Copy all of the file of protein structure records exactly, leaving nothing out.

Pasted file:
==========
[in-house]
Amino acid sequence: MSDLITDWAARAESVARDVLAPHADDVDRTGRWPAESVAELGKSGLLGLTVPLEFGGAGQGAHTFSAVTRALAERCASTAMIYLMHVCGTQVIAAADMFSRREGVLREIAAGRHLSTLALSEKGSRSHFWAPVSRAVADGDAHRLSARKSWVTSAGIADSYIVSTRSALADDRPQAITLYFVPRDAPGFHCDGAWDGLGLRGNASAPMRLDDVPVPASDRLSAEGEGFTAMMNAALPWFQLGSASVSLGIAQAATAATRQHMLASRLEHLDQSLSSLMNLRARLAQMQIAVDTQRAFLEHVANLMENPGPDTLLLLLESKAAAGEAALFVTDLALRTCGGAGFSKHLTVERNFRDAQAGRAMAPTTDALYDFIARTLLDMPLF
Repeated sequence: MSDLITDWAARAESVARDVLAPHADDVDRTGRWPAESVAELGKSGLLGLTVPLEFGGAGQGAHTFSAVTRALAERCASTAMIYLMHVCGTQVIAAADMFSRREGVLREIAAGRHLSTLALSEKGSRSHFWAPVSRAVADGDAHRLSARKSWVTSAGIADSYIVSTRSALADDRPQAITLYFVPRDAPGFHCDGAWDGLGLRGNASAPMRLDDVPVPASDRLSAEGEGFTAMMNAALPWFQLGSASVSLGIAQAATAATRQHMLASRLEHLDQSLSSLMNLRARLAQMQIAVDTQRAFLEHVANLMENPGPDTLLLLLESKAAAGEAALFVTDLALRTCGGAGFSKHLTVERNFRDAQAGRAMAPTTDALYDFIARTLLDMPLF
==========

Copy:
[in-house]
Amino acid sequence: MSDLITDWAARAESVARDVLAPHADDVDRTGRWPAESVAELGKSGLLGLTVPLEFGGAGQGAHTFSAVTRALAERCASTAMIYLMHVCGTQVIAAADMFSRREGVLREIAAGRHLSTLALSEKGSRSHFWAPVSRAVADGDAHRLSARKSWVTSAGIADSYIVSTRSALADDRPQAITLYFVPRDAPGFHCDGAWDGLGLRGNASAPMRLDDVPVPASDRLSAEGEGFTAMMNAALPWFQLGSASVSLGIAQAATAATRQHMLASRLEHLDQSLSSLMNLRARLAQMQIAVDTQRAFLEHVANLMENPGPDTLLLLLESKAAAGEAALFVTDLALRTCGGAGFSKHLTVERNFRDAQAGRAMAPTTDALYDFIARTLLDMPLF
Repeated sequence: MSDLITDWAARAESVARDVLAPHADDVDRTGRWPAESVAELGKSGLLGLTVPLEFGGAGQGAHTFSAVTRALAERCASTAMIYLMHVCGTQVIAAADMFSRREGVLREIAAGRHLSTLALSEKGSRSHFWAPVSRAVADGDAHRLSARKSWVTSAGIADSYIVSTRSALADDRPQAITLYFVPRDAPGFHCDGAWDGLGLRGNASAPMRLDDVPVPASDRLSAEGEGFTAMMNAALPWFQLGSASVSLGIAQAATAATRQHMLASRLEHLDQSLSSLMNLRARLAQMQIAVDTQRAFLEHVANLMENPGPDTLLLLLESKAAAGEAALFVTDLALRTCGGAGFSKHLTVERNFRDAQAGRAMAPTTDALYDFIARTLLDMPLF